To develop x-ray phase tomography it is important to establish the phase-tomography reconstruction formulas, since such formulas form the basis for various reconstruction algorithms that can be developed. As is shown earlier, for phase tomography at least two acquired images for each tomographic view are needed. This requirement increases the radiation dose to body parts, and makes the scanner design much more difficult as explained earlier. That is why in Bronnikov’s approach of phase tomography one has to acquire two images per view, since one need acquire a “contact print” image in addition to the phase-contrast image [15]. To alleviate this difficulty for phase tomography implementation, we applied the idea of phase-attenuation duality to phase tomography, and in this new approach one needs only one image per view for three-dimensional tomography reconstruction. In this work we presented for the first time the detailed derivation of the phase-retrieval formula based the duality. Furthermore in this derivation we have explicitly included the effects of partial coherence of the incident x-rays. We hope this inclusion of the partial coherence effects can be more useful for phase retrieval works involving the synchrotron and anode sources. Combining the derived phase-retrieval formula with the FDK cone-beam reconstruction algorithm we derived the reconstruction formula Eqs. (18–19) for the three-dimensional phase tomography of small objects. For phase tomography of large objects we combined our duality-based phase retrieval approach with Katsevich’s reconstruction formulas [20–22] to derive the phase tomography formulas, that is, Eq. (24), Eq. (27) and Eqs. (29–30) for helical scanning of large objects.

Another difference of this work from the previous ones is that we deal with the cone beam reconstruction rather that the parallel beams in [14–15, 27]. It should be noted that even though synchrotron radiation, though narrowly forward collimated, is not really parallel, and synchrotron radiation beams have smaller divergence in the vertical direction than that in horizontal direction [24], the cone beam reconstruction will be more accurate than the reconstruction based on parallel beam assumption. For tomography with x-ray tube sources, obviously the cone beam reconstruction is necessary and the parallel beam reconstruction cannot be used for tomography reconstruction. When an x-ray source is far away from the object, the beam can be treated parallel. For example, the Spring-8 synchrotron in Japan has a beam line of length of 1.3km and phase contrast imaging experiments has been performed in this beam line [24]. For parallel beams the reconstruction formulas Eq. (18–19) still holds but the magnification factor M becomes 1,

and the reduced complex degree of coherence $\mid {\tilde{\mu}}_{\mathit{in}}\left(\frac{\lambda {R}_{2}\overrightarrow{u}}{M}\right)\mid =1$for any values of |*λR*
_{2}
*u⊥*|
14–15, 27]. This is because with parallel beams one can find all the plane integrals of Δ(*r⊥*_{o}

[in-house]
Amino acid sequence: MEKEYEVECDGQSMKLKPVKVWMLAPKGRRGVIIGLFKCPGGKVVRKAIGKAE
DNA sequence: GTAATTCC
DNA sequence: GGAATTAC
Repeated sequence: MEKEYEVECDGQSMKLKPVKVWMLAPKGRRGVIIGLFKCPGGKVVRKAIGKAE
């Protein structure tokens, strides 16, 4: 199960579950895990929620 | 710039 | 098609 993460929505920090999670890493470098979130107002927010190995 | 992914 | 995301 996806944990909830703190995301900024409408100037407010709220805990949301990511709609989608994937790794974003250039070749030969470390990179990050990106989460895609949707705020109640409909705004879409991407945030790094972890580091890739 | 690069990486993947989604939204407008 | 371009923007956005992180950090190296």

) by the phase retrieval for all tomographic views. With this complete data set one can reconstruct the object by means of the 3-D inverse Radon transform [27]. In contrast with a cone-beam source orbiting in a circle, some plane integrals of Δ(*r⊥*_{o}
) are not measured and the data set is incomplete for the exact reconstruction, as is shown in Fig. 4. That is why the FDK reconstruction is approximate and good only for cases small cone angles. For sake of comparison we rewrite the phase tomography reconstruction formula in following, which was derived in previous work for cases with a parallel-beam source orbiting in a circle [27]:

Note that Eq. (33) is essentially the 3-D inverse Radon transform formula [19]. The phase map *ϕ*($\overrightarrow{y}$
;$\overrightarrow{\theta}$) in Eq. (33) is retrieved according to Eq. (18) in the same way as in cone-beam phase tomography described earlier. In Eq. (33) *n* = (cos*θ*∙sin*ω*,sin*θ*∙sin*ω*,cos*ω*), *s* = $\overrightarrow{r}$_{o}
∙ $\overrightarrow{n}$
, the unit vectors $\overrightarrow{n}$
_{D}
= (sin *ω*,cos *ω*), as is depicted in Fig. 6. Note also that while the FDK reconstruction is a filtered back projection algorithm, Eq. (33) is not. But following the approach of Bronnikov [14–15] one can rewrite the 3-D inverse Radon transform in a filtered backprojection form by means of the integration over angle *ω*,

where the 2-D convolution kernel (filter) is defined as

Obviously Eq. (35) can be rewritten as

However note that in Eq. (36) the convolution symbol ⊗ denotes the two-dimensional convolution, rather the convolutions in Eq. (19) and Eq. (27) for cone-beam tomography are one-dimensional convolutions.

In summary in this work we first presented a detailed derivation of the phase-retrieval formula based on phase-attenuation duality. Moreover we have included the effects of x-ray source coherence and detector resolution into the phase-retrieval formula as well. As only a single image is needed for performing the phase retrieval in this approach, this new approach has great advantages for implementation of phase tomography. We then combine our phase-retrieval formula with the FDK cone beam reconstruction algorithm to provide a three-dimensional phase tomography formula for soft tissue objects of relatively small size, such as small animals or human breast. For large objects we briefly discussed how to apply Katsevich’s cone beam reconstruction formula to the helical phase tomography for large objects as well.

## Acknowledgments

The research is supported in part by grants from the National Institute of Health (CA104773, EB002604). The authors would like to acknowledge Mr. Hong-gang Liu for the assistance in preparation of the figures. The authors would like to acknowledge the support of Charles and Jean Smith Chair endowment fund as well.